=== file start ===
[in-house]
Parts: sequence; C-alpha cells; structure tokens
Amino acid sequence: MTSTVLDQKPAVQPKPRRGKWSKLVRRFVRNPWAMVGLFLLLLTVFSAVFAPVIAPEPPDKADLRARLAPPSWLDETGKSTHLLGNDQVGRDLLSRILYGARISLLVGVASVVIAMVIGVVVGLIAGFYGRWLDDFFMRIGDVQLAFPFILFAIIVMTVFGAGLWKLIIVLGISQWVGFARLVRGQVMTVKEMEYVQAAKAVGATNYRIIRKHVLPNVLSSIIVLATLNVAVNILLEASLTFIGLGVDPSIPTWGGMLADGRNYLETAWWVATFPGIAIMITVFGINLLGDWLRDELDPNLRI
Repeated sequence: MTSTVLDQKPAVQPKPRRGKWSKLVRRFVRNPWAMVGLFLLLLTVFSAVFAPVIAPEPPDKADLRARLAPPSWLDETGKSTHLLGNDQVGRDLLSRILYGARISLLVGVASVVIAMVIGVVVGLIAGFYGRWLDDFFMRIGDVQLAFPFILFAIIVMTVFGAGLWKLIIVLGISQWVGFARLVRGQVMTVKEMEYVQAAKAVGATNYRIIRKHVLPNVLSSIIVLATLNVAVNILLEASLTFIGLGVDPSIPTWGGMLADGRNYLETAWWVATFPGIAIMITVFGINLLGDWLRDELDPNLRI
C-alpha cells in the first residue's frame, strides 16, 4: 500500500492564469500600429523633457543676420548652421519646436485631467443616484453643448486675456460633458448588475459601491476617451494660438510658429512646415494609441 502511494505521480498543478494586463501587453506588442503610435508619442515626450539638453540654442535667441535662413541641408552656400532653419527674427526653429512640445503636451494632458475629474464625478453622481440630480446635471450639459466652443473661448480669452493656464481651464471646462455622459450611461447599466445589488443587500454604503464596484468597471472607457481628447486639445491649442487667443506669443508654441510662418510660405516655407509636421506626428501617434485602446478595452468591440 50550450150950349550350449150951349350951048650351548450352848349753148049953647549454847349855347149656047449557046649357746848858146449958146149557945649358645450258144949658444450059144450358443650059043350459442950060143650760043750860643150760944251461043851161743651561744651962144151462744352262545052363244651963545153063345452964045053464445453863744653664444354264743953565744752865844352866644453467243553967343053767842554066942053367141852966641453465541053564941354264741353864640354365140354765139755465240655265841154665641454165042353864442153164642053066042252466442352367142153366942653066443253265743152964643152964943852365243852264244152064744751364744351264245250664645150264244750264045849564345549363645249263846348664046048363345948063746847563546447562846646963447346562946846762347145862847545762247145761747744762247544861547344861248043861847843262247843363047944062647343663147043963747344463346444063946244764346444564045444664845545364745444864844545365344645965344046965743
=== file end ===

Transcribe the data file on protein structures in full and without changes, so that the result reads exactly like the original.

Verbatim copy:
[in-house]
Parts: sequence; C-alpha cells; structure tokens
Amino acid sequence: MTSTVLDQKPAVQPKPRRGKWSKLVRRFVRNPWAMVGLFLLLLTVFSAVFAPVIAPEPPDKADLRARLAPPSWLDETGKSTHLLGNDQVGRDLLSRILYGARISLLVGVASVVIAMVIGVVVGLIAGFYGRWLDDFFMRIGDVQLAFPFILFAIIVMTVFGAGLWKLIIVLGISQWVGFARLVRGQVMTVKEMEYVQAAKAVGATNYRIIRKHVLPNVLSSIIVLATLNVAVNILLEASLTFIGLGVDPSIPTWGGMLADGRNYLETAWWVATFPGIAIMITVFGINLLGDWLRDELDPNLRI
Repeated sequence: MTSTVLDQKPAVQPKPRRGKWSKLVRRFVRNPWAMVGLFLLLLTVFSAVFAPVIAPEPPDKADLRARLAPPSWLDETGKSTHLLGNDQVGRDLLSRILYGARISLLVGVASVVIAMVIGVVVGLIAGFYGRWLDDFFMRIGDVQLAFPFILFAIIVMTVFGAGLWKLIIVLGISQWVGFARLVRGQVMTVKEMEYVQAAKAVGATNYRIIRKHVLPNVLSSIIVLATLNVAVNILLEASLTFIGLGVDPSIPTWGGMLADGRNYLETAWWVATFPGIAIMITVFGINLLGDWLRDELDPNLRI
C-alpha cells in the first residue's frame, strides 16, 4: 500500500492564469500600429523633457543676420548652421519646436485631467443616484453643448486675456460633458448588475459601491476617451494660438510658429512646415494609441 502511494505521480498543478494586463501587453506588442503610435508619442515626450539638453540654442535667441535662413541641408552656400532653419527674427526653429512640445503636451494632458475629474464625478453622481440630480446635471450639459466652443473661448480669452493656464481651464471646462455622459450611461447599466445589488443587500454604503464596484468597471472607457481628447486639445491649442487667443506669443508654441510662418510660405516655407509636421506626428501617434485602446478595452468591440 50550450150950349550350449150951349350951048650351548450352848349753148049953647549454847349855347149656047449557046649357746848858146449958146149557945649358645450258144949658444450059144450358443650059043350459442950060143650760043750860643150760944251461043851161743651561744651962144151462744352262545052363244651963545153063345452964045053464445453863744653664444354264743953565744752865844352866644453467243553967343053767842554066942053367141852966641453465541053564941354264741353864640354365140354765139755465240655265841154665641454165042353864442153164642053066042252466442352367142153366942653066443253265743152964643152964943852365243852264244152064744751364744351264245250664645150264244750264045849564345549363645249263846348664046048363345948063746847563546447562846646963447346562946846762347145862847545762247145761747744762247544861547344861248043861847843262247843363047944062647343663147043963747344463346444063946244764346444564045444664845545364745444864844545365344645965344046965743